top of page
  • Writer's pictureSeán Carter

What To Do When You're At A Career Crossroads

​​Considering a career change can be a daunting thought and it can be hard to know who to talk to, where to look for a new opportunity, and how to implement these changes. For many executives, it might have been a long time since they conducted a job search, or they may never have applied for a job. This will mean that their CV is out of date and they do not know how best to proceed down this path.

At Cranmore, we know that changing company, job and even location is a big decision and so we have mapped out some guidelines to follow. Look at a career change as a window of opportunity and a time when you can reflect on your achievements to date and to make future decisions based on what is most important to you.

The three elements to your job search should be

  1. ASSESSMENT: reflecting on what you have achieved so far in your career.

  2. BRANDING: thinking about how you’re going to promote yourself correctly.

  3. LAUNCH implementing the action plan and applying for roles.​


Before you start job hunting you need to think about what you can do, what you want to do, and what company or role you will fit into best. It is a good idea to write this all out.

Write down your various skills and achievements and look at the ways in which you tackled difficulties. How did you deal with issues that arose, and what have you learnt over the years. You then need to decide what your career options are as well as your personal interests. What inspires you and what drives you mad? It is also important to think about your personality traits and not just your skills. What is it like to work with you, and how do other people perceive your qualities?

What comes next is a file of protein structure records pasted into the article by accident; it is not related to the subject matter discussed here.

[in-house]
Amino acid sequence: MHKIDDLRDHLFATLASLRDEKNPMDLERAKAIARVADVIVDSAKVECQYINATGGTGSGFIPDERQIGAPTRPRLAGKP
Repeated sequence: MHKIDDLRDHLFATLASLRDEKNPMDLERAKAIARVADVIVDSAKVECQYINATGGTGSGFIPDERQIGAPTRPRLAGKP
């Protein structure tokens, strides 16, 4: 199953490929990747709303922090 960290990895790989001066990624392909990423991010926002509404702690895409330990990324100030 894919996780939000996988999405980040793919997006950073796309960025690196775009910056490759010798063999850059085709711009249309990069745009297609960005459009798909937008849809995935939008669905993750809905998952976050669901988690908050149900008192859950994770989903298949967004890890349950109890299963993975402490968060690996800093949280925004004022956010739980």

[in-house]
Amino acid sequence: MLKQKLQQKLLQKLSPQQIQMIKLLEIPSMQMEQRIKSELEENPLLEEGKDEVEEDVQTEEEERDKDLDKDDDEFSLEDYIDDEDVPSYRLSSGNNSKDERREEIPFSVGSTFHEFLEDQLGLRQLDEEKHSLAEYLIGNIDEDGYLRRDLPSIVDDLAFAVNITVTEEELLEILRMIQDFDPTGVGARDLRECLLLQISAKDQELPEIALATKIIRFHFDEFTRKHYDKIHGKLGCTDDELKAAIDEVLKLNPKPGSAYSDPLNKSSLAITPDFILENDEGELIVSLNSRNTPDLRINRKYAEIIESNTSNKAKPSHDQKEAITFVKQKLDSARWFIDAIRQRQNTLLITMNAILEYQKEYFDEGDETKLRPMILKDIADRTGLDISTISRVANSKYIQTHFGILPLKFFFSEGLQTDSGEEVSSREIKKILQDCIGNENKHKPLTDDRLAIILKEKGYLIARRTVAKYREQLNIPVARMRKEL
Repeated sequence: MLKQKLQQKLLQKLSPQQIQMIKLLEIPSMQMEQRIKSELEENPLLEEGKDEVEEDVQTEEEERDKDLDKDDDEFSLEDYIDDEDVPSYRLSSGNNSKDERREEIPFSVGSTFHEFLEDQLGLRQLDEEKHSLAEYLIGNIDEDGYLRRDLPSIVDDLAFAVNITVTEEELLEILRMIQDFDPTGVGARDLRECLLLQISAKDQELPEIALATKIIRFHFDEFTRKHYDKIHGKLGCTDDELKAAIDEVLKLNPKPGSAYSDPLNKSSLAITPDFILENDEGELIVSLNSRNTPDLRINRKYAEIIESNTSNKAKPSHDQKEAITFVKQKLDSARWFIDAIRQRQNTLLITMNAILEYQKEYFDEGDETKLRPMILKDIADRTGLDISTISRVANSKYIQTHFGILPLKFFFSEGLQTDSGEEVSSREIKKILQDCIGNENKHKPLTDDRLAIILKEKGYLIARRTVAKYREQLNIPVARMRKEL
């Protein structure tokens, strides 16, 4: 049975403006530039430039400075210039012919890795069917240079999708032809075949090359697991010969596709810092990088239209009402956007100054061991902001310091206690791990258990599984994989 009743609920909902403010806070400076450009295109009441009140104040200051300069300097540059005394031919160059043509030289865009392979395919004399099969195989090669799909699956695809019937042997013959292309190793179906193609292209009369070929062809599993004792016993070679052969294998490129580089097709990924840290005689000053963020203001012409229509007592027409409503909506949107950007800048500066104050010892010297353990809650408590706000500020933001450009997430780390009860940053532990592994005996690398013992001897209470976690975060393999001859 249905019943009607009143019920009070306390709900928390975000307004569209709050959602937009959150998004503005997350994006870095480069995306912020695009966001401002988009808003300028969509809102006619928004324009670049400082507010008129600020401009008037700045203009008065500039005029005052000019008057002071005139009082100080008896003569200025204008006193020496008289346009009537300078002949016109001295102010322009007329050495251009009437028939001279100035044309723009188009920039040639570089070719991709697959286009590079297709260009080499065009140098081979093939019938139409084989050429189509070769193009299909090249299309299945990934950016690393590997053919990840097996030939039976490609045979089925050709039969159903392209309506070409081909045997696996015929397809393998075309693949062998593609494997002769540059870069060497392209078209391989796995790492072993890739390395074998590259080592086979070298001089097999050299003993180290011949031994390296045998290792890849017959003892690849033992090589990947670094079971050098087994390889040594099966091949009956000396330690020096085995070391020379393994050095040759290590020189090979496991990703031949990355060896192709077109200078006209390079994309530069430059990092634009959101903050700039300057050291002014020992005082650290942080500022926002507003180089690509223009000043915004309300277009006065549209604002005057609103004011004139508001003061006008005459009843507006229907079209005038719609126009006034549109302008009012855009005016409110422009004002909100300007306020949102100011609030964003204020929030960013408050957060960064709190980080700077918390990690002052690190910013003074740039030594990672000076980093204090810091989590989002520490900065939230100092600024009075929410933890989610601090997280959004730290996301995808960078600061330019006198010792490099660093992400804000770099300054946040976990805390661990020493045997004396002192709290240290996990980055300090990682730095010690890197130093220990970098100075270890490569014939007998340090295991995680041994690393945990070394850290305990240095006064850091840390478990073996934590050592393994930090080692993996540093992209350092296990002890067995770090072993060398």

Decide on your ideal jobs and give yourself some parameters to use in weighing up any future job offers. Include aspects such as location, the size of the company, salary, as well as your employee experience needs like incentives and job satisfaction.  Divide these aspects into sectors ranging from essential criteria, to ‘would be nice to have’.


Put plenty of effort into your CV, cover letters, LinkedIn profile, and references for the best results.

  • CV and Cover Letter: It is essential that this is the best reflection possible of you and your achievements. See our other informative blog posts on writing the best CV and cover letter. Make sure the information is accurate and is laid out correctly but do not add information concerning your age, sex, religious group unless you are asked to fill in a separate monitoring questionnaire. Also, make sure you do not have a photograph unless asked for one and check for typos!

  • Referees: Include prominent people in your career from both business and personal avenues. Make sure you check with them first and ask them what they will say about you that’s both positive and negative. You should always thank them properly, especially if they clinch the role for you!

  • Online Profile: make sure if you have a LinkedIn profile that it is kept up-to-date for recruiters to search or for connections to assist you in your search. Although companies cannot use your personal social media profiles as a reason not to hire you, that won’t stop them looking and making judgements about you, so keep personal profiles private. 


This is where you implement the action of job searching and applying to roles, as well as honing your interview skills.

Start your job search by contacting a professional recruitment company like Cranmore who will have specialist roles in your area and can put you forward for opportunities. It is also worth talking to any contacts you have in other companies that may know of great jobs that are being advertised or are about to become available. There is also no harm in writing to a few companies and making some phone calls.

Fine tune your interview skills and ensure that you are fully prepared for any questions they may ask you. Luckily, we have also covered this in previous blogs so you can practise your interview answers as well as perfecting your follow-up emails. 

FINAL THOUGHTS:Regardless of the outcome of any interview or strategy to secure a new role, you should always reflect on how it went so that you can improve for next time, or remember what went well and how you did it. Once you have your next step completed, it is also good to share your experiences with other people who are embarking on the same journey.

For your next executive role or to find some excellent candidates, contact Cranmore today.​


Os comentários foram desativados.
bottom of page